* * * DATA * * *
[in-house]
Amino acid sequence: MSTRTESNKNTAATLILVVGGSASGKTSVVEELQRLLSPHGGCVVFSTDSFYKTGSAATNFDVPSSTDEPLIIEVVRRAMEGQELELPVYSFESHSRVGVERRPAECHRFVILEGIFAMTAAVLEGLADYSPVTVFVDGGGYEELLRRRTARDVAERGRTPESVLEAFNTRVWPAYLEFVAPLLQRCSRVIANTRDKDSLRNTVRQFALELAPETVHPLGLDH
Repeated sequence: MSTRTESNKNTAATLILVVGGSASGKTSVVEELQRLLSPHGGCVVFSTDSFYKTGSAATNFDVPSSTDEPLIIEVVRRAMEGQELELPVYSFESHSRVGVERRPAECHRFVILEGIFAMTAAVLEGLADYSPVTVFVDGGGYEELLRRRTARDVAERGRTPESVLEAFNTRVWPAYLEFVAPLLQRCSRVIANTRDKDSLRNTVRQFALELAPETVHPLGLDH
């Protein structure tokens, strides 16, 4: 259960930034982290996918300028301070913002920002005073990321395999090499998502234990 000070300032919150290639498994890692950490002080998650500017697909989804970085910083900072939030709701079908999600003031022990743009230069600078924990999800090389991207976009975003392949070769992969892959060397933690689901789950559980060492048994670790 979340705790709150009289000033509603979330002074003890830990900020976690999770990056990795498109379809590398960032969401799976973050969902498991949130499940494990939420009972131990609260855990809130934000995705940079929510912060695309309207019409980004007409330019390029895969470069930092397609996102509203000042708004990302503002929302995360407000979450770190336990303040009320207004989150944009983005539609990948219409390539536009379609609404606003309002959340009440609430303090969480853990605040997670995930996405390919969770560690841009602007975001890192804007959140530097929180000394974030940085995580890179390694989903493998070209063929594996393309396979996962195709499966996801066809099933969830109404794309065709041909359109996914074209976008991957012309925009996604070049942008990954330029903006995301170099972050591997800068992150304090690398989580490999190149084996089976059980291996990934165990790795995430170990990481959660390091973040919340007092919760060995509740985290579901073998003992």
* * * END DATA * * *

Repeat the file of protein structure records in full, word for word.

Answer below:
[in-house]
Amino acid sequence: MSTRTESNKNTAATLILVVGGSASGKTSVVEELQRLLSPHGGCVVFSTDSFYKTGSAATNFDVPSSTDEPLIIEVVRRAMEGQELELPVYSFESHSRVGVERRPAECHRFVILEGIFAMTAAVLEGLADYSPVTVFVDGGGYEELLRRRTARDVAERGRTPESVLEAFNTRVWPAYLEFVAPLLQRCSRVIANTRDKDSLRNTVRQFALELAPETVHPLGLDH
Repeated sequence: MSTRTESNKNTAATLILVVGGSASGKTSVVEELQRLLSPHGGCVVFSTDSFYKTGSAATNFDVPSSTDEPLIIEVVRRAMEGQELELPVYSFESHSRVGVERRPAECHRFVILEGIFAMTAAVLEGLADYSPVTVFVDGGGYEELLRRRTARDVAERGRTPESVLEAFNTRVWPAYLEFVAPLLQRCSRVIANTRDKDSLRNTVRQFALELAPETVHPLGLDH
């Protein structure tokens, strides 16, 4: 259960930034982290996918300028301070913002920002005073990321395999090499998502234990 000070300032919150290639498994890692950490002080998650500017697909989804970085910083900072939030709701079908999600003031022990743009230069600078924990999800090389991207976009975003392949070769992969892959060397933690689901789950559980060492048994670790 979340705790709150009289000033509603979330002074003890830990900020976690999770990056990795498109379809590398960032969401799976973050969902498991949130499940494990939420009972131990609260855990809130934000995705940079929510912060695309309207019409980004007409330019390029895969470069930092397609996102509203000042708004990302503002929302995360407000979450770190336990303040009320207004989150944009983005539609990948219409390539536009379609609404606003309002959340009440609430303090969480853990605040997670995930996405390919969770560690841009602007975001890192804007959140530097929180000394974030940085995580890179390694989903493998070209063929594996393309396979996962195709499966996801066809099933969830109404794309065709041909359109996914074209976008991957012309925009996604070049942008990954330029903006995301170099972050591997800068992150304090690398989580490999190149084996089976059980291996990934165990790795995430170990990481959660390091973040919340007092919760060995509740985290579901073998003992």